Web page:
Skydome Review Unit by Margaret Sinclair |
Grade Level
This unit is suitable for grades 7-11. I used it with a group of grade 10 basic students. These are students who have trouble with math and require extra attention on reading and basic facts.
Objectives
- to review many different mathematical skills;
- to work on a unit that connects with the "real world";
- to improve reading for information skills.
Materials Needed
- Either a special section of a newspaper, an article, a pamphlet or a Web site.
Many important events have special sections devoted to them. I used a section of the Toronto Star put out to celebrate the opening of our Skydome stadium. (I called the paper the day it came out and they gladly gave me enough copies for my class of 20 students. This meant that each student had a real paper to read instead of a photocopy.)
- A set of questions made up for the section or other source.
It took me about an hour to write 50 questions on the section. I helped the students by organizing the questions by page; i.e., they knew that a certain question referred to page 4 or page 6. The answers were either in the Skydome special section or could be worked out using it.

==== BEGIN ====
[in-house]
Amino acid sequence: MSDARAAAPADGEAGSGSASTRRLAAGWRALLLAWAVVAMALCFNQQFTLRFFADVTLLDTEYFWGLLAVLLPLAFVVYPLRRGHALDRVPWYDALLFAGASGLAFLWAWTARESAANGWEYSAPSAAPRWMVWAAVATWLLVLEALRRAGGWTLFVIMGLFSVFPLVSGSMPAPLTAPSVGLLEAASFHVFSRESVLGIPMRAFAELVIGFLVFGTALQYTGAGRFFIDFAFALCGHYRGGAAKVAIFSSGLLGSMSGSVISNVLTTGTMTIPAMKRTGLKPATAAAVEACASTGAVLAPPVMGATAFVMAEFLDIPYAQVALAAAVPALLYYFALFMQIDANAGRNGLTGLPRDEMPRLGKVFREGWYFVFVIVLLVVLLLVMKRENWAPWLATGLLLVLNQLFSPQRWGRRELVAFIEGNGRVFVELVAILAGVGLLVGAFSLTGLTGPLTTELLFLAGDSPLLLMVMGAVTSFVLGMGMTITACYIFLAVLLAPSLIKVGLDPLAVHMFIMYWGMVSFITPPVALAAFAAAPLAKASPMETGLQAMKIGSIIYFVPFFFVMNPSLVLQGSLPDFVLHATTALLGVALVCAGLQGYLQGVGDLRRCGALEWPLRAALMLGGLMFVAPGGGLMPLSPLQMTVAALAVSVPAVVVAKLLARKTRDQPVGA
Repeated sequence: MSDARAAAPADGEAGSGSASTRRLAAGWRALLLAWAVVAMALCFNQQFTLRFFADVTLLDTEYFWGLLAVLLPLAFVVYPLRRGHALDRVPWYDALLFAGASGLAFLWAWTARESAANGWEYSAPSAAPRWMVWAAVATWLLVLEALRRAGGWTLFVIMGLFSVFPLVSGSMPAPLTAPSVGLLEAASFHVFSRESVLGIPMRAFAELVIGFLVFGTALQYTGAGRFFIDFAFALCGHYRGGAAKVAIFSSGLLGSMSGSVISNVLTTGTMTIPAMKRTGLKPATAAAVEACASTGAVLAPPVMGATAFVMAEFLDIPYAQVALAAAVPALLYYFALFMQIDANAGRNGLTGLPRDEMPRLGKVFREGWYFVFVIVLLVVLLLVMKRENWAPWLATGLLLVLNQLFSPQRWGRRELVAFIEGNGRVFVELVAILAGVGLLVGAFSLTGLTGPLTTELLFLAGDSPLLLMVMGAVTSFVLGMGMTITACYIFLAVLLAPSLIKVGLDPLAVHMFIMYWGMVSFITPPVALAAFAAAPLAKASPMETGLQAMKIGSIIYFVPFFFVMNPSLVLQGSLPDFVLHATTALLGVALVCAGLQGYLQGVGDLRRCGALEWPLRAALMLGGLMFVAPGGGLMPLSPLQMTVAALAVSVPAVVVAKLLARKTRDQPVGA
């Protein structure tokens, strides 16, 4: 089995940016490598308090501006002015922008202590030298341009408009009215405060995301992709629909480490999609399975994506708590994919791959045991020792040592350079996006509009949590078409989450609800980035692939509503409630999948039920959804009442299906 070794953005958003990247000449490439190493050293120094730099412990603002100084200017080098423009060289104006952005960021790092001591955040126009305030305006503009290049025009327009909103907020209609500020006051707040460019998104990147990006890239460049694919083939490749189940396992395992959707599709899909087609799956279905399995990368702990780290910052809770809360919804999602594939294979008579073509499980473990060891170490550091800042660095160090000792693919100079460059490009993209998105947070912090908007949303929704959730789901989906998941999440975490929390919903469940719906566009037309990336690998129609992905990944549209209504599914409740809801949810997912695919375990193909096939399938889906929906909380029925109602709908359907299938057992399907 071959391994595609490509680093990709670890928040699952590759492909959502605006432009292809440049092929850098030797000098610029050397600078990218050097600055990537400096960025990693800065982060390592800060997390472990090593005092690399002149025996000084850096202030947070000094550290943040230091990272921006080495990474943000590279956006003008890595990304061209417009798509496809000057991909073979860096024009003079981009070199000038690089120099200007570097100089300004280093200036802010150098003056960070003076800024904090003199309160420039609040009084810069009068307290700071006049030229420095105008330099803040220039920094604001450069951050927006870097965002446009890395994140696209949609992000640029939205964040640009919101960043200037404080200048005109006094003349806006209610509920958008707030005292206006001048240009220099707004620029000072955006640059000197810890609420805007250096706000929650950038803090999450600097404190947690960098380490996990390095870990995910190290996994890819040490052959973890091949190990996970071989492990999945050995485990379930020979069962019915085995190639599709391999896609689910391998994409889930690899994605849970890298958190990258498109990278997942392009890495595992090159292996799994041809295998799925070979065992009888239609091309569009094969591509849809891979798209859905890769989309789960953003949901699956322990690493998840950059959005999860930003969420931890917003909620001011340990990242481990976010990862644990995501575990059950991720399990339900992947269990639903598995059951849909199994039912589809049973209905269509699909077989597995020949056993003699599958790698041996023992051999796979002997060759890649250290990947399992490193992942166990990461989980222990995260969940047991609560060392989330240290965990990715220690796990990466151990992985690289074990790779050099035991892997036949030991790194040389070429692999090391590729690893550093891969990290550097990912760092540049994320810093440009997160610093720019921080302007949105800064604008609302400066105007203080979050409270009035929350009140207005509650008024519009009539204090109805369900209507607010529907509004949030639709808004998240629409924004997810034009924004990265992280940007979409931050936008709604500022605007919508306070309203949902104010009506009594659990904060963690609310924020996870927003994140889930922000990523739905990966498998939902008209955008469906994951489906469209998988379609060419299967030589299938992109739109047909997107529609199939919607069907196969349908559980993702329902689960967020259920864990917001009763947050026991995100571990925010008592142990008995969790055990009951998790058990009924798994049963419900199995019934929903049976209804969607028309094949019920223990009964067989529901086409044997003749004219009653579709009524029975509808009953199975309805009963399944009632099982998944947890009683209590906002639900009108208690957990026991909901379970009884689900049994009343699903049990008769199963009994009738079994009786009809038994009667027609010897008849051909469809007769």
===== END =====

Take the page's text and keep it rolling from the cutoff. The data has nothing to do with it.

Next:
Unit plan
We spent a week working on the set of questions I devised. Some involved only looking up the answer, while others required them to use mathematical skills they had learned. Here are some examples:
- What is the lowest price for a seat in Skydome?
- How many hotel rooms overlook the field?
- Season ticket sales for Argo games is 27 000 so far. This is an increase of 50% over last season. How many season tickets were sold last year?
- How long does the roof take to open manually? by computer?
- What is the degree of slope of the upper seats? Use a protractor and illustrate this slope.
- How many pages are in this section? How large are they? If the Star has a circulation of approximately 600 000, how many square metres of newsprint were needed to print just this section?
Evaluation and Assessment
The students worked at the questions in pairs each day and were expected to hand in the completed assignment of 50 questions by the end of the week. Most found it very challenging since they have trouble reading for information, but they were enthusiastic and on task throughout.
I graded this as a project worth 25 marks out of a term total of 300 marks. They were marked as follows:10-class work (on task, working well with partner, trying before asking for help), 5-completion of questions, 5-correct answers, 5-presentation.
General Comments
It was very strange to be in a classroom with 20 students reading the paper for a week, but it provided many opportunities for discussion. We certainly learned a lot about Skydome but also about newsprint, lights, artificial turf, hot dogs....and of course Math!
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